Sunday, January 31, 2010

Book 2 "Entrepreneur" Begins

Well, Book 1 was called "Employee" and it is coming to an end. I don't know what date it would be exactly because I'm still waiting for my company's HR manager to calculate my last day of service with my present company. Now, I'm about to begin my Book 2 "Entrepreneur".

My initial feeling about this is that it is a giant roller-coaster ride with me strapped onto my seat with no option to stop and get off. So, on some days I was really looking forward to it. On other days, I was gripped by fear that I may have made a wrong decision. I guess, that is a common emotion for someone facing a crossroad in life.

However, now that I've tendered in my resignation, there'll be no more doubting on whether it will work. I'll have to go by faith and courage to make it work. Through all these, I'm so thankful to God for His grace. My no.1 concern was whether my wife and parents would fully support me in this or would they advice me against it. Believe me, that was very difficult for me. Thank God that when I broke the news to them, they just told me that they would support me and there was no question at all whether I was taking a great risk or not.

The picture you see on the top is my new company's logo. More details about what we do in a later posting.

Till then, cheers!

Saturday, January 23, 2010

Lessons from "Think Big & Kick Ass" by Donald Trump

Firstly, you must read this book. It is packed with nuggets from this celebrity billionaire whose most famous tag-line is "You're fired!". I got so many ideas and inspirations out of it. The co-author Bill Zanker who started the seminar company 'The Learning Annex' also had an inspirational story to tell about how his team took on an impossible project and turned it into an annual million dollar revenue activity.

Well, the most memorable lesson for me was from chapter 7 "Big Mo!". 'Mo' stands for momentum. Just like an electric fan, once it is turned on, it will keep on spinning. When you cut off the electrical supply, it will continue to spin through the force of inertia before eventually coming to a complete stop. Then you have to do something else to restart it. Well, in this case the fan should be an easy appliance to restart. But what if there is a power failure? Perhaps, try to think of a locomotive. It takes so much more effort to start a stalled locomotive, doesn't it? Yet, while it is running on full speed, one would not think of getting in its way! Once the locomotive stops, it takes great effort to get it moving again. That's the power of momentum.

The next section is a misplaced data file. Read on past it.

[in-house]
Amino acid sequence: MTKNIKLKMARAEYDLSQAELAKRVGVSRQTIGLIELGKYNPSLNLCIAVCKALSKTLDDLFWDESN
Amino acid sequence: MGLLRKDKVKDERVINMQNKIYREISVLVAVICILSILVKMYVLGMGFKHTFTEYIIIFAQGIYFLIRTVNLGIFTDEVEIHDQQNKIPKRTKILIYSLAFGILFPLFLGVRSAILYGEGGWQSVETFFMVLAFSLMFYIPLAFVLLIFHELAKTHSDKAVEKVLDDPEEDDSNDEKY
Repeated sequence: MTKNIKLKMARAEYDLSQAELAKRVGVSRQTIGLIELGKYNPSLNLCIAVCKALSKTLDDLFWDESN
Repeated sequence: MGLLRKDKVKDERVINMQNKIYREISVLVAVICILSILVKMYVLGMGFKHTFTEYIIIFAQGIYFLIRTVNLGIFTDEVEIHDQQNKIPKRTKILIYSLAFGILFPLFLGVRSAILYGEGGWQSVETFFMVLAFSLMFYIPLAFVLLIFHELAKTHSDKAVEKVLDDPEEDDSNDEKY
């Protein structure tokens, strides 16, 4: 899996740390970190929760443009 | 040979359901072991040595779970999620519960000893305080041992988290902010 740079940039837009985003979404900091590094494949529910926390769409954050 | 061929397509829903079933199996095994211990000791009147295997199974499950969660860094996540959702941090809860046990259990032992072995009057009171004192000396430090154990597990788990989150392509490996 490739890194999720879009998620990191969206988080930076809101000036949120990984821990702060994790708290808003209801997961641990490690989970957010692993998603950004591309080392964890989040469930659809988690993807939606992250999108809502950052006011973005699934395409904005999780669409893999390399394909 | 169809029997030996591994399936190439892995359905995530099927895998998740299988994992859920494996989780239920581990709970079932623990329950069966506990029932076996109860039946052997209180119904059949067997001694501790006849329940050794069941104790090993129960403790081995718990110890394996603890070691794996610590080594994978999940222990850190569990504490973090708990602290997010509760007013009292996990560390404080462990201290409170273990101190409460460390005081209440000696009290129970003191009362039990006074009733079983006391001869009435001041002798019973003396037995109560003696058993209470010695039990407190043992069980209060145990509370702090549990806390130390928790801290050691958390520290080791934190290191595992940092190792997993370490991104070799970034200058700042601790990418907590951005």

According to Donald Trump, when we start a new business, we are actually building momentum in our life. Initially, no one knows about us and what we do. Well, just keep at it. Tell everyone you meet about what you do. Be your own best spokesperson. Publicize, publicize, publicize! Soon, someone will need what you offer. Pretty soon, that one would lead to two and eventually to many. And from Trump's experience, there comes a point where everything comes together all at once and you will find it challenging to juggle so much business. So, what do you do next?

You have just got your locomotive running and momentum is there. Do you a) ride the momentum? or b) keep building even more momentum? The obvious answer is (b), of course. However, how many times have you visited a restaurant which started off great but the moment business goes up, quality of cooking goes down. Many things are easier said than done, but still it takes someone to do it first. Otherwise, it will forever just be in the 'easier said' stage.

Wishing you a "Think Big Kick Ass" weekend ahead!

Saturday, January 16, 2010

Do What You Do Best!

There is a key to greatness that everyone can use to make their life fantastic, and that is 'Do what you do best!' To do this, you must first know without a certain doubt what your calling in life is. Then, as the Nike ad says, 'Just Do It!'. Don't doubt and don't waver. Be fully focused on the goal and know that you already have the resources within you to achieve it - your will!

Thursday, January 14, 2010

An interesting article I came across today

A friend sent me the following article this morning. It was so well written that I thought of sharing it here. I agree with the author that there seems to be a lack of knowledge about the situation and needs of the East Malaysian on the part of our West Malaysian countryman/woman. Even in the workplace of a large national company, the needs of East Malaysian colleagues are always put on second place. Well, at least that's what I experience. Enjoy the following article and feel free to add your views.